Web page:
Kate's headline numbers
Carbohydrate is the main fuel you burn when racing. Failing to fuel properly is a leading cause of underperformance in longer races.
Kate did extremely well to average ~115g of carb per hour across her seven hour race. She used a combination of carbohydrate in her bottles and gels to hit a target intake that many competitors would struggle to match. This is testament to the gut training Kate has undertaken in the two years prior to this race. The impressive carbohydrate intake during this race will have contributed to her lack of DOMS post race too, which is why we suggest fueling adequately during training sessions when you need to recover quickly.
Taking on board an appropriate amount of fluid and sodium is essential to maintaining blood volume and supporting the cardiovascular effort needed to perform on race day.
Whilst the absolute amount of sodium and fluid consumed per hour is important, it’s critical to consider these in relation to each other. This is known as 'relative sodium concentration' and it’s expressed in milligrams per litre (mg/L). How much sodium you’re taking in per litre of fluid is more important than the absolute amount taken in per hour.
The fact that Kate didn’t feel the need to pee, but also reported no cramping or dehydration related issues (i.e. headaches or performance decline), highlights that she all but nailed her intake here. Kate’s perception of her hydration strategy being a 9 (out of 10) gives us confidence that she can take a similar approach going forwards to her future races, while considering any variance in environmental conditions. For example, she’d need to drink a greater volume of fluid if her sweat rate increases due to warmer temperatures.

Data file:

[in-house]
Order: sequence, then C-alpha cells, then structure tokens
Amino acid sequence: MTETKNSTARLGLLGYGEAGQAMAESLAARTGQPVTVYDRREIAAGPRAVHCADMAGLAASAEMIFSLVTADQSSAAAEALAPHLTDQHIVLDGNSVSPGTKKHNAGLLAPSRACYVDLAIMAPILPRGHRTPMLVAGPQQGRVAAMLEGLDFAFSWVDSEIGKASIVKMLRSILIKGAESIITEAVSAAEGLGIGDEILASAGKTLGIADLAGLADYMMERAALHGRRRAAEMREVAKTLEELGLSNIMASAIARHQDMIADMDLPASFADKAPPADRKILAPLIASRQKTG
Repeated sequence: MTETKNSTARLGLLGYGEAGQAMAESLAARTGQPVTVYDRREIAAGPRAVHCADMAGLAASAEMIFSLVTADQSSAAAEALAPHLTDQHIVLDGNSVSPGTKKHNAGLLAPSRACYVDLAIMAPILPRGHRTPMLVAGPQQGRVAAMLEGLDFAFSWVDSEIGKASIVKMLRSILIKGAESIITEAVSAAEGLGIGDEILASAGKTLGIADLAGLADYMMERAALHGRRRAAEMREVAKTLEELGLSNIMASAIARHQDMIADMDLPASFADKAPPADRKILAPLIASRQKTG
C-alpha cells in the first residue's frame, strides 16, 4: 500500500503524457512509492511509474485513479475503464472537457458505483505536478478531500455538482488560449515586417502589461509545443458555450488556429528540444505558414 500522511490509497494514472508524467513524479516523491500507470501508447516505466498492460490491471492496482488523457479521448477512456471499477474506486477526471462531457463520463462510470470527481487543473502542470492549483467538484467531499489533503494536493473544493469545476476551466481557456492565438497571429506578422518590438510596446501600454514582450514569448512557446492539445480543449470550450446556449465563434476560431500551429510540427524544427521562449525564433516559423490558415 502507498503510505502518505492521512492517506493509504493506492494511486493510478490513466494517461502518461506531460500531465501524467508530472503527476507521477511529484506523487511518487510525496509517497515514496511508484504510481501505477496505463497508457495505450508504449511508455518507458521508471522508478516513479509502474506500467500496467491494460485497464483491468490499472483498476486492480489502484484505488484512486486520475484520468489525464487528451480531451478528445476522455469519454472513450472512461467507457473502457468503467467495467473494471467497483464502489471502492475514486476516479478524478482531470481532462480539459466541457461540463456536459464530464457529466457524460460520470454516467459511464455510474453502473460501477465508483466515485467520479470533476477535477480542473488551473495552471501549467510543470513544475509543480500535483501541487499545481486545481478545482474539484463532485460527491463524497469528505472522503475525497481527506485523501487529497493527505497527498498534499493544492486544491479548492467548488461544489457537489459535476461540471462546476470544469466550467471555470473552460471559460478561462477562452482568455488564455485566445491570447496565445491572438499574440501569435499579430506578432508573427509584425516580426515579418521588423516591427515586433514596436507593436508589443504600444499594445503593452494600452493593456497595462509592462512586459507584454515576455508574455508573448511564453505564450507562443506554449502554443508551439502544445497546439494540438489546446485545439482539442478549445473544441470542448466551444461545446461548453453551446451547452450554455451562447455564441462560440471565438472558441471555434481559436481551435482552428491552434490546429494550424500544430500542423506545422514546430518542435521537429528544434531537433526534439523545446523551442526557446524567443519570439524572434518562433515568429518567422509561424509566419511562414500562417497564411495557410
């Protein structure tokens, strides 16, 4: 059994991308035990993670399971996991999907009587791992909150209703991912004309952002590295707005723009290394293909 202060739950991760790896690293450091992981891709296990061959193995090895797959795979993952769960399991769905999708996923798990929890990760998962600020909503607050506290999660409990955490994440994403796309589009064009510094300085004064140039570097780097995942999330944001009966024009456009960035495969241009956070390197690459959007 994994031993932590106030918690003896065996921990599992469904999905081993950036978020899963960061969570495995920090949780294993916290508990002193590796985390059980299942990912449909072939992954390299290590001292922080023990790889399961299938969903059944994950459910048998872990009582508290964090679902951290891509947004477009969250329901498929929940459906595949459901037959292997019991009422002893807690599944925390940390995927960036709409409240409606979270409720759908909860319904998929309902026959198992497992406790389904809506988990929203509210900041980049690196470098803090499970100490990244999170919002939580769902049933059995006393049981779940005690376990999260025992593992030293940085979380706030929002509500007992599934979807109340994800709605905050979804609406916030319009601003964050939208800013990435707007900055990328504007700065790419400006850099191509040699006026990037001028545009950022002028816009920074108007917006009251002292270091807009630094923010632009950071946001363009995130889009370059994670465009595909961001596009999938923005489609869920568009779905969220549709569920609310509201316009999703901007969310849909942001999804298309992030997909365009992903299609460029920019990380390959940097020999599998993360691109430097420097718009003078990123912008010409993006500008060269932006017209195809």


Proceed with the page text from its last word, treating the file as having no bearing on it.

Beyond the Three Levers of Performance (carb, sodium and fluid), caffeine is one of only a few substances that is proven to improve performance for most endurance athletes as it can help stave off mental and physical fatigue.
While Kate didn’t report any caffeine intake before the race, she did still hit the recommended 6 mg of caffeine per kilo of bodyweight through the four PF 30 Caffeine Gels she took at even intervals throughout the race. Because caffeine has a half life of four to five hours (meaning half is still left in your system after this time), Kate will have felt the performance enhancing effects of reduced perceived effort and enhanced focus right through to the finish line.
How Kate hit her numbers
Here's everything that Kate ate and drank on the day...
Kate's weapons of choice
Kate's full stats
There is some confidence in the quantities and brands of products consumed but the data may lack specifics (e.g. volumes specific flavours). A high number of estimations have been made and the room for error is moderate-high. There may also be the possibility that some intake has been grossly over- or under-estimated.